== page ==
Research Article Open Access CFD analysis of temperature 2018-06-02آ the analysis. The...
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Table 1 Variables.
Nomenclature Greek symbols
D Diameter of vortex tube (mm)
k Turbulence kinetic energy (m2/s2) α Cold mass fraction
L Length of vortex tube (mm) ε Turbulence dissipation rate ( /s3)
r Radial distance measured from centerline of tube (mm) Density (kg/m3)
R Radius of vortex tube (mm) μ Dynamic viscosity (kg/(m s))
T Temperature (K) μt Turbulent viscosity (kg/(m s))
z Axial length from nozzle cross section (mm) τij Stress tensor components
,i c T∆ Temperature difference between inlet and cold end (K) Subscripts
,i h T∆ Temperature difference between inlet and hot end (K) h hot
in m Inlet mass flow rate (kg/s) i inlet
c m Cold mass flow rate (kg/s) c cold
h m Hot mass flow rate (kg/s)
Int J Petrochem Sci Eng. 2016;1(4):91‒98 91 © 2016 Pourmahmoud et al. This is an open access article distributed under the terms of the Creative Commons Attribution License, which permits unrestricted use, distribution, and build upon your work non-commercially.
CFD analysis of temperature separation in a convergent vortex tube
Volume 1 Issue 4 - 2016
Nader Pourmahmoud, Masoud Rashidzadeh, HozhabrAdhami, Majid Talebi Department of mechanical engineering, Urmia University, Iran
Correspondence: Masoud Rashidzadeh, Department of mechanical engineering, Urmia University, Iran, Email firstname.lastname@example.org Received: October 04, 2016 | Published: December 28, 2016
The purpose of this paper is to investigate the effect of using a convergent hot tube on the vortex tube refrigeration capacity. The computational fluid dynamics (CFD) model used is a three-dimensional steady compressible model that utilizes the k-ɛ turbulence model. In this numerical research, different convergence angles of the hot tube (β=0°, 0.5°, 0.88°, 1°, 1.5°, and 2°) have been considered to analyze the vortex tube performance. The results showed that as the angle converges from the cylindrical model (β=0°), the cold temperature separation improves at the cold mass fractions greater than about 0.3, but increasing the angle more than 2° impairs the cold temperature separations compared to the cylindrical model, because of the secondary circulation development inside the vortex tube. Also, a successful validation has been carried out between some available experimental results and the present numerical model (for cylindrical vortex tube) Table 1.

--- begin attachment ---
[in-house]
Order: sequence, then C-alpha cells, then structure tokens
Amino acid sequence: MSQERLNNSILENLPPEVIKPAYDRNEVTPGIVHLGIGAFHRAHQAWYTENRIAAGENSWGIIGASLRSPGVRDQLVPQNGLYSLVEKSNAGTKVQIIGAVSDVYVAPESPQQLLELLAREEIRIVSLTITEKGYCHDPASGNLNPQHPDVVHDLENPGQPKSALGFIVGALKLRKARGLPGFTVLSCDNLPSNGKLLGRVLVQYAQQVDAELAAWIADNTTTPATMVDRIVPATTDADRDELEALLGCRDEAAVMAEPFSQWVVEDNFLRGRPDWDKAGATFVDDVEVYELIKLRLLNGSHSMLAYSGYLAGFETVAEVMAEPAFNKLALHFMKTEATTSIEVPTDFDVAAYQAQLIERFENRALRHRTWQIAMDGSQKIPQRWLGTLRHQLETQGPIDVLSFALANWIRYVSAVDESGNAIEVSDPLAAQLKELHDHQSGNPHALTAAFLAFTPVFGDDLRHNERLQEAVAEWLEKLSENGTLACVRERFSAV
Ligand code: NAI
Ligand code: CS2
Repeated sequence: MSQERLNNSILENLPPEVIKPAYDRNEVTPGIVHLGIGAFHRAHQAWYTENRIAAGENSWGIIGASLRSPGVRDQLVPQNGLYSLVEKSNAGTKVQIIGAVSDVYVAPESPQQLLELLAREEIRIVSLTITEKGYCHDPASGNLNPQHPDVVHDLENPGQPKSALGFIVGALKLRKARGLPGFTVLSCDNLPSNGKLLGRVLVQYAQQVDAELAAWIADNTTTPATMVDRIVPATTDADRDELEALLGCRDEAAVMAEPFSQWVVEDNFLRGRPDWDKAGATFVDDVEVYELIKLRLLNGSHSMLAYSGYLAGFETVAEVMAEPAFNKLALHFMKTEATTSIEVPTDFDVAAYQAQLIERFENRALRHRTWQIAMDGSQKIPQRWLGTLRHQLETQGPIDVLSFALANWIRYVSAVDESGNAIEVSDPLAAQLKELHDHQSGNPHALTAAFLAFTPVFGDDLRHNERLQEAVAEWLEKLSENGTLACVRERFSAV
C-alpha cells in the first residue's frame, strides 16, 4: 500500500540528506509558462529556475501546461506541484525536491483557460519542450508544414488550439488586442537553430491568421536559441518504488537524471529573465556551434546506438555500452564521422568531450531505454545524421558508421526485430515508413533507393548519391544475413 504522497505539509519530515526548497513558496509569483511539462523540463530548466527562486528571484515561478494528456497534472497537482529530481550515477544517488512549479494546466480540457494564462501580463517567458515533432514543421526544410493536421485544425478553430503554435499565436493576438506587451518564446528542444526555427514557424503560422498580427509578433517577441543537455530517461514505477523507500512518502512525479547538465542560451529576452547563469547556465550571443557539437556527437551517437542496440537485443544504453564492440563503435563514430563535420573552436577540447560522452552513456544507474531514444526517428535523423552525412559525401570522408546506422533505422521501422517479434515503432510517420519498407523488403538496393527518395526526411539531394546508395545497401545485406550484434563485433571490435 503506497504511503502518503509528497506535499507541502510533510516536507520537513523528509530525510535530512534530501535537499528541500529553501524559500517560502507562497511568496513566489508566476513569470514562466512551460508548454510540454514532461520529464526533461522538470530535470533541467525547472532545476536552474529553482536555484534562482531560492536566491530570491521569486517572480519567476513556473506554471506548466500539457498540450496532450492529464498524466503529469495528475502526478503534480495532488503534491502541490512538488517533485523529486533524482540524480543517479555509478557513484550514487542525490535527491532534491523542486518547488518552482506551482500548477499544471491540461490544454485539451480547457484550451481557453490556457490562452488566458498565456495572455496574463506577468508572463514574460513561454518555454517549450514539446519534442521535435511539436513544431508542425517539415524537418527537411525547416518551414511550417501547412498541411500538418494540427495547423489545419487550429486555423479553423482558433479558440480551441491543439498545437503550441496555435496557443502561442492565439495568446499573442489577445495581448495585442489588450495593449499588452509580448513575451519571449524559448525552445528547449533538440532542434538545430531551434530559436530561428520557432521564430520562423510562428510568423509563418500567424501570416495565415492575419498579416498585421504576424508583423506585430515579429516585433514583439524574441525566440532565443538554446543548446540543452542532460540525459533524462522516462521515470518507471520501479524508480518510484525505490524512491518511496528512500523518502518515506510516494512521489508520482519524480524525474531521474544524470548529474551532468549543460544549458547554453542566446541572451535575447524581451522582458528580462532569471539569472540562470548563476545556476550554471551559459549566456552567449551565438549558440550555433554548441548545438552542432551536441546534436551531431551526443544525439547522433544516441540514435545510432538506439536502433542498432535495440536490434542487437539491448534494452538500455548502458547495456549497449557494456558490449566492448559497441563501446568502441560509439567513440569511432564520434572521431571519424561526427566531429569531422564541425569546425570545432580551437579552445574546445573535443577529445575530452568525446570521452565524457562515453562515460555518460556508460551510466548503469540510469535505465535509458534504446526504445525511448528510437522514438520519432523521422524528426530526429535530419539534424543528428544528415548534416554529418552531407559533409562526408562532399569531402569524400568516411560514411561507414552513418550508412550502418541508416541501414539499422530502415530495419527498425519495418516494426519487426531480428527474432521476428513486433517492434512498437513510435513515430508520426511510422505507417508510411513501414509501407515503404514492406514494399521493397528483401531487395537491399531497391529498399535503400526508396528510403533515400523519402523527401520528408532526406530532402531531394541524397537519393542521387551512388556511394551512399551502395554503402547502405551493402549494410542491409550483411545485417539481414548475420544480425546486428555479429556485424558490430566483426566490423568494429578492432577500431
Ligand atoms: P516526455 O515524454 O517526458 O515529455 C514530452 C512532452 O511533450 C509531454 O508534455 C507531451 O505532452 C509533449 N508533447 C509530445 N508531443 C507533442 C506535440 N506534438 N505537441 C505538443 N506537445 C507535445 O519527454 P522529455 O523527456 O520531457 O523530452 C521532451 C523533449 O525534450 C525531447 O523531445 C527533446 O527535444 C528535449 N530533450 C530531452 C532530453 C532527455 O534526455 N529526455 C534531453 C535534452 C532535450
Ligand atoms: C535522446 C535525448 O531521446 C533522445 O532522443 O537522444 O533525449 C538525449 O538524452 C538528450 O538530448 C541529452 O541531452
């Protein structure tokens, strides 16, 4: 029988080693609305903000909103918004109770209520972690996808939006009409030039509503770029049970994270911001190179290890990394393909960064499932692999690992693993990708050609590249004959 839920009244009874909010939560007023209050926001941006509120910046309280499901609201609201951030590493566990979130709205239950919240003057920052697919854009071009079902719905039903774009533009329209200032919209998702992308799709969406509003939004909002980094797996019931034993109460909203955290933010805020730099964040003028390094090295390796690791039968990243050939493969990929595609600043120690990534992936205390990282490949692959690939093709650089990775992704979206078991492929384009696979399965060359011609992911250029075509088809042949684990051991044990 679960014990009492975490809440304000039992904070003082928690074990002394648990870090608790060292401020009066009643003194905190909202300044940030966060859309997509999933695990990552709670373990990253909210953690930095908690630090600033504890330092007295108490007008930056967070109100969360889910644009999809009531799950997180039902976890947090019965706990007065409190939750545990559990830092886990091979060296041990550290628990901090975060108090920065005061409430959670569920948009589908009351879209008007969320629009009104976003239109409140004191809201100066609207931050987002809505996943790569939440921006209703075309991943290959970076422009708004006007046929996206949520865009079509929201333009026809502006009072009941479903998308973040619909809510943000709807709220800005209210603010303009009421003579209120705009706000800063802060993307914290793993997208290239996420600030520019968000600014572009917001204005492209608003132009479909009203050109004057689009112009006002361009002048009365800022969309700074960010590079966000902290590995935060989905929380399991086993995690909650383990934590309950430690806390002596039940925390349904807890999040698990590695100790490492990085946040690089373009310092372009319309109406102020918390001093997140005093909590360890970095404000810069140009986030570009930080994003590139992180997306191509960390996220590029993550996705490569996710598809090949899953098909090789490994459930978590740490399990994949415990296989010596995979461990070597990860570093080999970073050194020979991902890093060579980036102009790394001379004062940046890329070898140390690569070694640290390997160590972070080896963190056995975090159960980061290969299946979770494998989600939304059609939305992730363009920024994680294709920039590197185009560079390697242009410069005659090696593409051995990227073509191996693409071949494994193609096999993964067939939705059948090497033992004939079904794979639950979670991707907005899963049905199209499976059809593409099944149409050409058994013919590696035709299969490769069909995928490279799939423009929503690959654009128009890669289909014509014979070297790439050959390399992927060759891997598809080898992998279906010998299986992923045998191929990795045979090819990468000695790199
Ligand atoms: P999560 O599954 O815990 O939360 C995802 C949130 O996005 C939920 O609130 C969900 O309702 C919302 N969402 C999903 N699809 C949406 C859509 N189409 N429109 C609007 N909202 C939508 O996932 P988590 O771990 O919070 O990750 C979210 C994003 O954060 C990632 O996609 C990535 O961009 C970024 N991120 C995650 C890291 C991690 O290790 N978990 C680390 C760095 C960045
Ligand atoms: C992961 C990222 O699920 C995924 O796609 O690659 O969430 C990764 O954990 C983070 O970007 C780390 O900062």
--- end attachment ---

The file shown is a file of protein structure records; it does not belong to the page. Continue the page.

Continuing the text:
Keywords: vortex tube, convergent hot tube, numerical simulation, energy separation
International Journal of Petrochemical Science & Engineering
Introduction The vortex tube is a simple device, without any moving parts, that
separates a pressurized flow of air (or any inlet gas) into hot and cold streams. Compressed air enters tangentially into the vortex chamber, where it splits into two lower pressure streams, the peripheral and the inner vortexes. The hot stream rotates near the outer radiuses (near the wall) while the cold stream flows at the center of the tube. The hot outer layers of the compressed gas escape through the conical
valve side at the end of the tube. The remaining gas returns in an inner vortex and leaves through the cold exit orifice located at the other end of the tube near the inlets. This behavior is schematically illustrated in Figure 1. There are various explanations for this behavior happened in the vortex tubes. One explanation is that, owing to centrifugal force, the outer air is under higher pressure than the inner air. So, the temperature of the outer layers is higher than that of the inner layers. Another explanation is that as both vortices have the same angular velocity and direction, the inner vortex loses angular momentum.
CFD analysis of temperature separation in a convergent vortex tube 92 Copyright:
©2016 Pourmahmoud et al.
Citation: Pourmahmoud N, Rashidzadeh M, Adhami H, et al. CFD analysis of temperature separation in a convergent vortex tube. Int J Petrochem Sci Eng. 2016;1(4):91‒98. DOI: 10.15406/ipcse.2016.01.00020
This decrease in angular momentum is transferred to the outer vortex as kinetic energy, resulting in the separation phenomenon inside the chamber.
Figure 1 Schematic drawing of a vortex tube operational mechanism.